3) Now, for a persistent confusion that has its basis in Tibetan Buddhism. Some say that Hinayana and Mahayana from very early on are two terms used to describe two different spiritual attitudes, and quote from the 7th chapter (“Loving Kindness and Compassion”) of the Tibetan classic The Jewel Ornament of Liberation written in the 10th century, where the author, Jé Gampopa refers to Hinayana as “lower capacity” (theg pa dman pa). The paragraph reads as follows:
“Clinging to the well-being of mere peace (1) signifies the lower capacity attitude (2) wherein the longing to transcend suffering is focused on oneself alone. This precludes the cherishing of others and hence there is little development of altruism. [...] When loving kindness and compassion become part of one, there is so much care for other conscious beings, that one could not bear to liberate oneself alone. [...] Master Manjushriikiirti has said: ‘A Mahaayaana follower should not be without loving kindness and compassion for even a single moment,’ and ‘It is not anger and hatred but loving kindness and compassion that vouchsafe the welfare of others.’”
The footnotes to this passage read as follows: (1) The Tibetan zhi.ba means “peace.” It is translated as “mere peace” in this section of the book, since it is used by Gampopa to denote the relatively compassionless peace that results from developing only concentration meditation. (2) Hinayana: “lesser capacity” often translated as “lesser vehicle.” The term implies the ability to carry a burden. In this case, the burden is oneself since one’s commitment is to bring oneself to liberation, not everyone (as is the case in the Mahayana, the “greater capacity”).
The problem and confusion here is of course that this analysis does not refer directly to the Pali/Sanskrit word hiinayaana, but to its Tibetan translation “theg pa dman pa.” This is a key issue.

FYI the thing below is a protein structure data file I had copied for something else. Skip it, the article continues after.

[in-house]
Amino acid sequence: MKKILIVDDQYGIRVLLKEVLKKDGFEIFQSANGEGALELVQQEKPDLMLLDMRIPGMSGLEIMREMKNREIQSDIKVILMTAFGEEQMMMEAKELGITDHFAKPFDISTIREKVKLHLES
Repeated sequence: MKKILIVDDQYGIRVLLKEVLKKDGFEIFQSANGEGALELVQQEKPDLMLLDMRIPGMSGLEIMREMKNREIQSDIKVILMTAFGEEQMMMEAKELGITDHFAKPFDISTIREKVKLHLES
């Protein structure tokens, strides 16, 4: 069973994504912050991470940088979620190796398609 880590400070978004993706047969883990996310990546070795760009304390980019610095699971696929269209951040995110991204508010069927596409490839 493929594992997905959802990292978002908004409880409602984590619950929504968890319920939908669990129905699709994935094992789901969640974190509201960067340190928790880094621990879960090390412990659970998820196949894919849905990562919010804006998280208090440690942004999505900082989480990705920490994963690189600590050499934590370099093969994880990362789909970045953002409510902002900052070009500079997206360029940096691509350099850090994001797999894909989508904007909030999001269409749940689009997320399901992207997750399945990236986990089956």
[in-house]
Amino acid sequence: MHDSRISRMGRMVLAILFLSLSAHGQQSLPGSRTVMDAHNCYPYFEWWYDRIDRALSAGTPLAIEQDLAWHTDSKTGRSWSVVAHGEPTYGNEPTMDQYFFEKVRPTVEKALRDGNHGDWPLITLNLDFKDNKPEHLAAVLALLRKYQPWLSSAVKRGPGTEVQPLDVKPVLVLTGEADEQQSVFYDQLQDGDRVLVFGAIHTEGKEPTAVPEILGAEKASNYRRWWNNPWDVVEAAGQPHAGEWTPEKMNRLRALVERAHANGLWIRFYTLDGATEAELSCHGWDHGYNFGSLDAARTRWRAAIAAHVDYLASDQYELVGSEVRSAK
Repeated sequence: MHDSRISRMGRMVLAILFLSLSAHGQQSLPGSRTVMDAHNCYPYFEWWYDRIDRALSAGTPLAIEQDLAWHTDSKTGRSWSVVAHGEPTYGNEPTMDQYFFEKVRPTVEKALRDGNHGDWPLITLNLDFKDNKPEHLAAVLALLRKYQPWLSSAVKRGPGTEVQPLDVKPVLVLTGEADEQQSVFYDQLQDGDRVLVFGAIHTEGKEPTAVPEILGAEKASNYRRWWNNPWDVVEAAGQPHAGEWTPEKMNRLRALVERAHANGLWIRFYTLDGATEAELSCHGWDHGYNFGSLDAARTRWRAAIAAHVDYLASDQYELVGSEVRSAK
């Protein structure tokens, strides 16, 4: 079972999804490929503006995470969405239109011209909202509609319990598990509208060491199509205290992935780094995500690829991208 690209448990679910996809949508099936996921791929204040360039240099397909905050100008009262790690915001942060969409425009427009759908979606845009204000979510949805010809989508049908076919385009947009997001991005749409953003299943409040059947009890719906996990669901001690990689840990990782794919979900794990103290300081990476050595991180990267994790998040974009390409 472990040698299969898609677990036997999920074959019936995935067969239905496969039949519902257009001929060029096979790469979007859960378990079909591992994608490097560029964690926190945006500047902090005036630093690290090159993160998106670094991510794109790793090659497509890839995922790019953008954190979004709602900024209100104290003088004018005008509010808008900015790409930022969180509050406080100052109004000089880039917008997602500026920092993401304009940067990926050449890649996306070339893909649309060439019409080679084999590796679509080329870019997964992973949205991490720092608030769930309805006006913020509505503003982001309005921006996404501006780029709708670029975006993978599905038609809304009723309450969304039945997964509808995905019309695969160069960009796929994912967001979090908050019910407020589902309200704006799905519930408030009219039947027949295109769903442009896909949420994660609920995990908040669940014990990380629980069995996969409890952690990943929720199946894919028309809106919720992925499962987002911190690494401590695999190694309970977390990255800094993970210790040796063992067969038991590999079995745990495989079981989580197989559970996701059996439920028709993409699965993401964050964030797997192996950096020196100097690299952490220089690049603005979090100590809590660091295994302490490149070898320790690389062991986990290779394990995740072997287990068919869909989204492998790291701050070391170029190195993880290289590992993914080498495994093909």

The word Hinayana is not Tibetan, not Chinese, English, or Bantu. It is Sanskrit. Therefore, the only sensible approach for finding the meaning of the word is to study how the word hiinayaana is used in the Pali and Sanskrit texts.
The second element, -yaana, means vehicle. There is no dissent about this.
How then is “hiina” used in the canonical Pali texts?
Every Buddhist knows the first recorded sermon of the Buddha, the Dhammacakkappavattanasutta spoken to the five ascetics who became the first five bhikkhus. There the Buddha says: “These two extremes, monks, are not to be practiced by one who has gone forth from the world. What are the two? That conjoined with the passions and luxury, low (hiina), coarse, vulgar, ignoble and harmful ...”
Knowing that the sutra style often use strings of synonyms this way, so that they strengthen and define each other, one can regard “coarse, vulgar, ignoble and harmful” as auxiliary definitions of “hiina” in this case.
Here the Buddha clearly denotes the path not to be practiced, as hiina.
In other Pali texts and commentaries, hiina often occurs in the combination hiina-majjhima-pa.niita, that is: bad - medium - good. In the context of hiina - majjhima - pa.niita (or sometimes only hiina - pa.niita) the word hiina is always used as a term for undesirable qualities, like for instance hatred, greed and ignorance. It obviously means “low, undesirable, despicable” – and not “small” or “lesser.”
The commentary Mahaniddesa-atthakatha, one of the texts where this triad occurs, defines the word thus: hiinattike hiinaati laamakaa (In the hiina-triad “hiina” is “laamakaa”). Now the PTS Dictionary in this way defines laamaka: “insignificant, poor, inferior, bad, sinful. The usual synonym is paapa.” And paapa means “bad, evil.” Therefore, it seems the definitions go from bad to worse here. The commentary then gives examples, and explains that desires that cause rebirth in niraya (hell, purgatory) are hiina.
Now for Sanskrit texts.
In Lalitavistara, we find a version of the Dhammacakkappavattanasutta, where the word “hiina” is used exactly as in the above citation from the Pali-version of that sutra.